Malignant melanoma is the leading cause of skin-related death in Caucasians, but rare in populations with darker pigmented skin color. More than 300,000 melanoma skin cancers occurred globally in 2020. Over the last decade, the annual cases of melanoma have increased by nearly 50% worldwide. In the Nordic countries, there has been a more than a four-fold increase during the period 1980-2016. Increases in incidence rates vary considerably across the world among different ethnicities and geographical locations. Melanoma is disproportionally reported among fair-skinned Caucasians which reflects decreased photoprotection from reduced melanin and their sensitivity to sun exposure. Australia, New Zealand, and Nordic countries (Norway, Denmark, and Sweden) have the highest rate of melanoma. Habits related to sun exposure, especially short intermittent exposure with sunburns appear to be the main risk factor. Hereditary risk factors including skin type are also important. Other important risk factors include the number of melanocytic nevi and the number of dysplastic melanocytic nevi. Inherited forms of melanoma are less frequent and are associated with a germline mutation in several cancer-related genes (e.g. CDKN2A, CDK4, MITF, or BAP1).
Primary cutaneous malignant melanoma is thought to develop in a multi-step process. Precursor lesions, such as dysplastic melanocytic nevi develop into a melanoma in situ and further into invasive melanoma and eventually metastatic melanoma. Classification of melanoma is based on histological features, the role of UV damage in its development, and genetic features. The most frequent histological subtypes are superficial spreading melanoma, nodular melanoma, lentigo maligna melanoma, and acral melanoma. Rare subtypes are melanomas arising in blue nevus, congenital melanocytic nevus, or in other rare forms of melanocytic nevi.
The histopathological features of malignant melanomas may vary. A typical feature, often facilitating the diagnosis of melanoma, is the presence of a pagetoid growth pattern. The pagetoid growth pattern is characterized by the growth of melanoma cells in the upper layers of the epidermis (as opposed to the localization of normal melanocytes in basal layers of the epidermis). The melanoma cells can be large and rich in the cytoplasm, small or even spindly. In a subset of melanomas, there are areas with abundant melanin and in other melanomas, melanin pigment is scarce or absent. Tumor cell nuclei are enlarged, often with a prominent nucleolus and mitoses are present at a variable degree.
Immunohistochemistry is often used to distinguish malignant melanoma from other tumor types. Traditionally, antibodies towards different S100 proteins have been used as immunohistochemical markers of melanocytes, however, antibodies also stain positive in e.g. Langerhans cells and nerve fibers. Other markers such as Melan-A (MART1, MLANA), tyrosinase (TYR), melanogenesis associated transcription factor (MITF), and SOX10 stain melanocytes more specifically and are useful to determine if a tumor is of melanocytic origin. Proliferation markers are also widely used in the differential diagnostics of melanocytic lesions with uncertain malignant potential. The most accepted markers for cells active in the cell cycle are antibodies binding to Ki-67 (MKI67) and the presence of Ki-67 positive melanocytic cells is often used in routine pathology to distinguish malignant melanoma from benign melanocytic tumors. Molecular investigations of melanoma and detection of mutations in BRAF gene (mainly V600 codon) play a role in the selection of patients for targeted therapy with anti-BRAF inhibitors. The finding of mutations in the promoter region in TERT gene, homozygous deletion of CDKN2A gene, or several other deletions and amplifications (CCND1, C-MYC, BAP1, PTEN, or genome-wide aberrations) may be helpful in the diagnosis of melanocytic lesions with uncertain malignant potential.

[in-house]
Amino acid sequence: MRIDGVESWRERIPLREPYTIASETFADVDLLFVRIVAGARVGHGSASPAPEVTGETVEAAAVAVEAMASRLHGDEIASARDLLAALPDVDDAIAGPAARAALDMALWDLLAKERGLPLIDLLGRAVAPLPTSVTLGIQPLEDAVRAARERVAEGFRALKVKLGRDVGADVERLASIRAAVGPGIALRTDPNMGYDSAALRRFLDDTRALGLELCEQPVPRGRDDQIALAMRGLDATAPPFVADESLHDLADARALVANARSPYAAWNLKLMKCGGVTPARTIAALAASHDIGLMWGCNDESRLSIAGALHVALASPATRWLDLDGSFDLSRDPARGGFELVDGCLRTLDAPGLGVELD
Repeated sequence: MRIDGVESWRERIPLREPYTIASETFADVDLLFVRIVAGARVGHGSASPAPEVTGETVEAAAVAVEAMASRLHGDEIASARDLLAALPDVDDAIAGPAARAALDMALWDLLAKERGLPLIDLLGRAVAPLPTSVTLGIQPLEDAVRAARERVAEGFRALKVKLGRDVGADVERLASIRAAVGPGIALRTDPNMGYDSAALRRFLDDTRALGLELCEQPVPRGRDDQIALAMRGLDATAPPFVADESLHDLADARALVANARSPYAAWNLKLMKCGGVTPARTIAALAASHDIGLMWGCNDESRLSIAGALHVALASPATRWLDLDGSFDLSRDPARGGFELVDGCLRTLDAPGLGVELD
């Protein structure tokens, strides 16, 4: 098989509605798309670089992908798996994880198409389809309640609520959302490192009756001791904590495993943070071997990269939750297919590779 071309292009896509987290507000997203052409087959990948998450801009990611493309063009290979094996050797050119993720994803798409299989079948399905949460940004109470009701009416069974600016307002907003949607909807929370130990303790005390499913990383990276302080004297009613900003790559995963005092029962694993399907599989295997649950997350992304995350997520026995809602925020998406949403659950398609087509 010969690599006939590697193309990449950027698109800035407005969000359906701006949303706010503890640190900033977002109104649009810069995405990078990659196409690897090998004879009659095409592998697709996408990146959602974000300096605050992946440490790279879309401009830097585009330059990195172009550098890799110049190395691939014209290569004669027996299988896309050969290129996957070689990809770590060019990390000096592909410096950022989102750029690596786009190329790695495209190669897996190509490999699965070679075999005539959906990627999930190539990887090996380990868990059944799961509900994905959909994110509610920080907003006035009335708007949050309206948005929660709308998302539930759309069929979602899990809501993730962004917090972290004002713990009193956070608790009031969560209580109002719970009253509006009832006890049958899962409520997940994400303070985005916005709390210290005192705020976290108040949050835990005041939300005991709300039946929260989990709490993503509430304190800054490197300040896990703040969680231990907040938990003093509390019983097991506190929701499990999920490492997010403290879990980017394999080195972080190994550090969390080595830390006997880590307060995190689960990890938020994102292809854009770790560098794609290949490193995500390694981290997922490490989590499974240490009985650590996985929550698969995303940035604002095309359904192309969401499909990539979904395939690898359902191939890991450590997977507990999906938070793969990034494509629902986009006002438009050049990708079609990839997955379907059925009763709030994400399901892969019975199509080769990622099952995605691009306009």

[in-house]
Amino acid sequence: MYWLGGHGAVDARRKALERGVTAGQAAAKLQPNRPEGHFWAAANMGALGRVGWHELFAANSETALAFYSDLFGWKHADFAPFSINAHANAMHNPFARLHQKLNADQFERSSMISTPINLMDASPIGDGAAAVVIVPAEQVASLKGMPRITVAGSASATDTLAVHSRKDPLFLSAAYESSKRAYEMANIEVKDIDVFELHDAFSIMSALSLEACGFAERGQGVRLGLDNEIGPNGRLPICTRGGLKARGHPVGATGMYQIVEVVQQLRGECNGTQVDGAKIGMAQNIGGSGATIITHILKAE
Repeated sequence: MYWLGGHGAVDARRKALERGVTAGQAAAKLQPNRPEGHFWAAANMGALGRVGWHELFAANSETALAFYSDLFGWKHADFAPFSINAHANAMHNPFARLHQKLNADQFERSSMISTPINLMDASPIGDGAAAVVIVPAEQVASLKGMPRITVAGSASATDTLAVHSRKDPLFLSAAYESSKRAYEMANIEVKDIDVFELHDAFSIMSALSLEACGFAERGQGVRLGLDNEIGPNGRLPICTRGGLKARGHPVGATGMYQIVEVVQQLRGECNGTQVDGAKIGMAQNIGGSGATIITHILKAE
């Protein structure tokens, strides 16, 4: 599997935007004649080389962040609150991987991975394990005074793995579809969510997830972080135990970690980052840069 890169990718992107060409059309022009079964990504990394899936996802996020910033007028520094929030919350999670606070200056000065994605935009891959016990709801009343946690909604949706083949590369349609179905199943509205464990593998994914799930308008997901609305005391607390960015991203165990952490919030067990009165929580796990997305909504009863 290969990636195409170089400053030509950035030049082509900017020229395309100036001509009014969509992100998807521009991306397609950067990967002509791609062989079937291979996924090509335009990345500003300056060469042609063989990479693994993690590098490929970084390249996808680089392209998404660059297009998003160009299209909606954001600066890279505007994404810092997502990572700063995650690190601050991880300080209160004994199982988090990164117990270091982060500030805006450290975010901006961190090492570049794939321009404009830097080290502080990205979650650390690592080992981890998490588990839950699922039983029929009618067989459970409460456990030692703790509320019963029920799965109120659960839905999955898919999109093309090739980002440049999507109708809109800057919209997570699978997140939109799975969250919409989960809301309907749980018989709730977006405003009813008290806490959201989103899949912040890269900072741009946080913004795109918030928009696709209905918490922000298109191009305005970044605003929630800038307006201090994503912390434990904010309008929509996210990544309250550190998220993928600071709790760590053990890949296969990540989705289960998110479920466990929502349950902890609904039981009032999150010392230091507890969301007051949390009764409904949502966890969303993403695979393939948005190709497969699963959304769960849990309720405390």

Patients that present with an advanced tumor stage at a time for diagnosis and patients with relapse of melanoma after surgical removal generally have a poor prognosis. In patients diagnosed with localized disease, the most important prognostic indicator is the thickness of the tumor at the time of diagnosis. The tumor thickness is measured in mm (according to a system initially described by Breslow) and is the dominating parameter for determining the tumor stage (T-stage) of melanoma. Other prognostic factors include mitotic rate and ulceration as well as clinical factors such as patient age, gender, the anatomic site of the primary tumor, and presence of regional lymph node- or distant metastasis. The 5-year survival rate is 99% for patients with localized disease and 27% for patients with advanced disease (presence of distant metastasis). The survival of patients with advanced disease has improved in the past decade with the development of targeted- and immunotherapy options.